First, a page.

North Dakota no-till pioneer Luther Berntson passes on

Luther Allen Berntson began no-till practices in a time and place that few were willing to attempt it.

Luther Berntson, left, and Joe Breker sit together at the Man-Dak Zerotill Farmers Assoc. reunion, October 18, 2018, at the Coteau des Prairies Lodge on the Joe and Patty Breker Farm in Havana, North Dakota.
Contributed photo

A former North Dakota farmer once called the “evangelist of no-till” passed away March 5, 2023, at his home in Wayzata, Minnesota.

Luther Allen Berntson was 91 years old at the time of his death and is remembered by many for his passion in no-till agriculture along with his kindness and contributions to his church families.

Luther’s nephew, Paul Berntson, recalls the work that Luther did to pave the way for advancing no-till on his nearly 2,000 acres near Adams, North Dakota. In the early 1970s, no-till was a new enough idea that the equipment and technology had not yet been created. It was up to those early pioneers to engineer their own equipment to work with the soils that struggled to dry without some tillage.

“They struggled to adapt existing equipment to work in untilled soil,” Paul wrote in a eulogy about Luther. “Seed placement, residue management, weed control were huge challenges. Roundup herbicide was just being developed and sold (at about $65-$80/gallon) … a pile of money in the 1970s and early '80s. Changing farmers’ mind-set from plowing, and summer fallow to not doing tillage was an entire cultural tsunami. They were laughed at, joked about, and called ‘crazy’ behind their backs.”

Luther and several other North Dakota farmers helped form a no-till association, held conventions, did a lot of the speaking presentations and demonstrations themselves.


Was it hard work? Yes. But these farmers were convinced that their work was worth it.

Up until that time, farms were half crop, half summer fallow, Paul said. Not tilling meant the wet ground, especially the wheat stubble fields, would stay wet and hard to work with. When the ground would dry, the skies would turn brown as the soil lifted off the tilled ground.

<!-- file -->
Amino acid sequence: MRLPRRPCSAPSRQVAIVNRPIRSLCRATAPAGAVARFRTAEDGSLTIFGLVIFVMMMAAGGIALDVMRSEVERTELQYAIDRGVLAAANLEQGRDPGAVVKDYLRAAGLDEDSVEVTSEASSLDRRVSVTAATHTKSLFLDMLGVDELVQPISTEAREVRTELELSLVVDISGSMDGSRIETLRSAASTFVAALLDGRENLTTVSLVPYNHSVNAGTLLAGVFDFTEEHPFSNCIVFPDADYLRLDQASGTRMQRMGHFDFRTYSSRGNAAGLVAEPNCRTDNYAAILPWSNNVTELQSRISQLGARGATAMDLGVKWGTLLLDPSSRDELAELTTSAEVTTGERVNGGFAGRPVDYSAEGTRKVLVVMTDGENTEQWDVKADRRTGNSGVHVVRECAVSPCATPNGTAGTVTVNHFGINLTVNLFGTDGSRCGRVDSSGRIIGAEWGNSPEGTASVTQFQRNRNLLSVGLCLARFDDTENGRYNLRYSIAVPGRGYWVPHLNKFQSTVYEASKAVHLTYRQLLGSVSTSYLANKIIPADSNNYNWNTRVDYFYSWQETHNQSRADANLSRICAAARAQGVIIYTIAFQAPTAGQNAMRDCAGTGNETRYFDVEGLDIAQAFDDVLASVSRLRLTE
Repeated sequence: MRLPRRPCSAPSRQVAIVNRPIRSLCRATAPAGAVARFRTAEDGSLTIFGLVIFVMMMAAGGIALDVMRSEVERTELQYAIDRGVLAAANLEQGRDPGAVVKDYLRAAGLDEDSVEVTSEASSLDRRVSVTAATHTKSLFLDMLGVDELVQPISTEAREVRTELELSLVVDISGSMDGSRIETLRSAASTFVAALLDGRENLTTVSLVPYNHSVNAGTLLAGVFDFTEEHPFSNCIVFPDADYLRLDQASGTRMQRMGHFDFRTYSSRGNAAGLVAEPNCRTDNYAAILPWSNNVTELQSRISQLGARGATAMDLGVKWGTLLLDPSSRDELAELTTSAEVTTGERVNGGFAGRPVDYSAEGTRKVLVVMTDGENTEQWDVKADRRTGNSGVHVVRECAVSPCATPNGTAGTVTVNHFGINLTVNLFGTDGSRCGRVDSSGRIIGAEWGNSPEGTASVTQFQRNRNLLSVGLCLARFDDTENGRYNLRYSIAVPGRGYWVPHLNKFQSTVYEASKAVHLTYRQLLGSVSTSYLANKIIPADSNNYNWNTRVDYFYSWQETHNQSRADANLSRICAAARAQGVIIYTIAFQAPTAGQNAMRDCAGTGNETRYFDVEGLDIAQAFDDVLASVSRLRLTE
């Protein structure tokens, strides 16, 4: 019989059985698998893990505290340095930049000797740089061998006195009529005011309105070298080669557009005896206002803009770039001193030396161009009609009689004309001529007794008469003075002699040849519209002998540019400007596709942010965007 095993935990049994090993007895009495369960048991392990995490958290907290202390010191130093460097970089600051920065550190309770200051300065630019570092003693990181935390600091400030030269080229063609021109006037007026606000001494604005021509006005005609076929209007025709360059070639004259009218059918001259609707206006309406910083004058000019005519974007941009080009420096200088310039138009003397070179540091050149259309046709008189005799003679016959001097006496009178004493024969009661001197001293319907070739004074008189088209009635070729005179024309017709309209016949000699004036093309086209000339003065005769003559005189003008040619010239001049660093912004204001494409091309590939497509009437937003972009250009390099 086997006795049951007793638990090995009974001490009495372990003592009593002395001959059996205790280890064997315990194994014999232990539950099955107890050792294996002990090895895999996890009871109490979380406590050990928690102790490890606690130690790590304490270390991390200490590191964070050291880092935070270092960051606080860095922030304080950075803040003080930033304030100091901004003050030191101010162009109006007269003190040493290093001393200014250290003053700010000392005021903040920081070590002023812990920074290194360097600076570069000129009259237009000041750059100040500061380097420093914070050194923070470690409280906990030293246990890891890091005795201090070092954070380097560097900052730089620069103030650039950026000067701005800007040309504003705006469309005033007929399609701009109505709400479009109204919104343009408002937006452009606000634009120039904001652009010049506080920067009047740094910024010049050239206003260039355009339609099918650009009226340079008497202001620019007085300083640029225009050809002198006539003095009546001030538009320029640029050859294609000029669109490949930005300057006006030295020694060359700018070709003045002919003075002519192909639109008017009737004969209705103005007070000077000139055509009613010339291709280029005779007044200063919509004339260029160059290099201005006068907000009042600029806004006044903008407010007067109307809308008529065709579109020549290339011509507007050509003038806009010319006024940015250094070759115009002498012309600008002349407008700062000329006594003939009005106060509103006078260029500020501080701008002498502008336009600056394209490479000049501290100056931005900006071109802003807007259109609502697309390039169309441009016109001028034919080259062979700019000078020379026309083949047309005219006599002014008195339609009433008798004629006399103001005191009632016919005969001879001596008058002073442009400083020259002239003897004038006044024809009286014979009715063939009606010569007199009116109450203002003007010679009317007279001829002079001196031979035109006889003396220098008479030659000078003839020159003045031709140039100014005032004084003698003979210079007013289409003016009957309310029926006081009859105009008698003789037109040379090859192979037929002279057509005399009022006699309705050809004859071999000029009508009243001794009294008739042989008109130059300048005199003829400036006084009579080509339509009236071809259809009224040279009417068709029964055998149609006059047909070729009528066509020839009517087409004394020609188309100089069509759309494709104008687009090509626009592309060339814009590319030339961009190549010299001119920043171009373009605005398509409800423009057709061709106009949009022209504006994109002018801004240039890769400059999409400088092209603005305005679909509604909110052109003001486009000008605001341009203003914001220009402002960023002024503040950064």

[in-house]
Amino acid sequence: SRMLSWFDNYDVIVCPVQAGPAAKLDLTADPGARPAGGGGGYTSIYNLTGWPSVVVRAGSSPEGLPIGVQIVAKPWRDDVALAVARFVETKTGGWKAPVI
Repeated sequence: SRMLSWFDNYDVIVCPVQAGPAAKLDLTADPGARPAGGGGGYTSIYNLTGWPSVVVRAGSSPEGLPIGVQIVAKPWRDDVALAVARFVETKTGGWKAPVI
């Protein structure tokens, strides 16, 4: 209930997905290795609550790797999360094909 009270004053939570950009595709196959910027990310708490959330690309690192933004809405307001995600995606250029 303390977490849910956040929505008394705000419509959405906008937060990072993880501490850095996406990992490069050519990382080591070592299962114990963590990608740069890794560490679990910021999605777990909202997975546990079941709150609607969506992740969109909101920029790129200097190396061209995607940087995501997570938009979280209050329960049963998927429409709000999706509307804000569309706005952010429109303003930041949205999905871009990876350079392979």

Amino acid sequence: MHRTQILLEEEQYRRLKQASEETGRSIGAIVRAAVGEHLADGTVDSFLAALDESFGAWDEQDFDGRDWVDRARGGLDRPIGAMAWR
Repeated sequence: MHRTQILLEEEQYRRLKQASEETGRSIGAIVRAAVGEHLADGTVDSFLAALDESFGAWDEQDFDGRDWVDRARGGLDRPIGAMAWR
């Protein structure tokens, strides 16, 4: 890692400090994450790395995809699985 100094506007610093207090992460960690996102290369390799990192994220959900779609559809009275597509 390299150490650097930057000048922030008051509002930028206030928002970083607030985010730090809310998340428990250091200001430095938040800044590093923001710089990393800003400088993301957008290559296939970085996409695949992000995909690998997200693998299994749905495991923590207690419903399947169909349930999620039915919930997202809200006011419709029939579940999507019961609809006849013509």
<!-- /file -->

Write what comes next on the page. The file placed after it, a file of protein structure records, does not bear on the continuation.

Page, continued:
“Luther and these other guys just came to the conclusion ... there’s got to be a better way to farm without having all this erosion. Our most precious asset we’ve got is our top soil. And they dedicated themselves to save it.”

Luther and gang.jpg
Luther Berntson, left, reads while seated next to other no-till farmers at a reunion in Havana, North Dakota.

Luther spent most of a winter working on his air seeder, making depth control wheels in order to control seed depths. Paul recalls that Luther bought a combine and a spreader that would spread the chaff across the entire width of the header. It was a vast improvement to allow the material to breakdown evenly.

Paul came to join Luther in farming in 1989 and took it over shortly after when Luther and his wife Helen retired and moved to Spring Boat Springs, Colorado. He may have never entered farming if not for Luther. It’s now a fifth generation farm, first homesteaded in 1882.

Joe Breker , who farms in Havana, North Dakota, said he was attending NDSU after high school and heard about this new no-till practice. His interest was piqued and he wanted to know who in the state was doing this. Luther’s name was one of the first among just a small handful of producers in the state. Not long after, Breker visited Luther at his farm and he began learning from him and shaping the way he would farm for the next 43 years.

Luther even invited Breker in to be a part of the Manitoba-North Dakota Zero Tillage Farmers' Association , where they both served on the board.

“Luther was more than willing to take me under his wing and share with me whatever he knew and ponder what he didn’t,” Breker said. In fact, aside from his own father, Luther was the next go-to male figure in his life for farming advice.


Breker mentions others that were among that original group of North Dakota no-tillers including Ron Swindler of Mott (deceased in April 2014), Bob Nowatzki of Langdon (deceased July 2017), and Marvin Dick of Munich.

Luther gave Breker the confidence, knowledge and inspiration to pursue no-till farming to great success. He now owns and manages Coteau des Prairies Lodge in Havana, where Breker can be found spreading the word about conservation-minded farm practices.

Born, Nov. 24, 1931, at home near Adams, North Dakota, Luther was the son of Bertha (Aune) and George Berntson. On Jan. 29, 1960, he married Helen Gryth from Pembina, North Dakota. They were married 63 years. The couple had two daughters, Margo and Kristin.

Luther and Helen finally came off the mountain after skiing for the last time at age 85. They moved to Wayzata, Minnesota, to be closer to their daughter, Margo, and closer to the health care Luther needed as his health deteriorated.

The couple were active in farming, avid skiers, and always active in churches that they lived near.

Funeral services will be held at 11 a.m., March 25, at Gethsemane Lutheran church, in Hopkins, Minnesota. Live streaming of the service will be available. Inurnment will take place at Hitterdal Cemetery in rural Adams, North Dakota, this summer.

For a full obituary, visit .

Michael Johnson is the news editor for Agweek. He lives in rural Deer Creek, Minn., where he is starting to homestead with his two children and wife.
You can reach Michael at or 218-640-2312.
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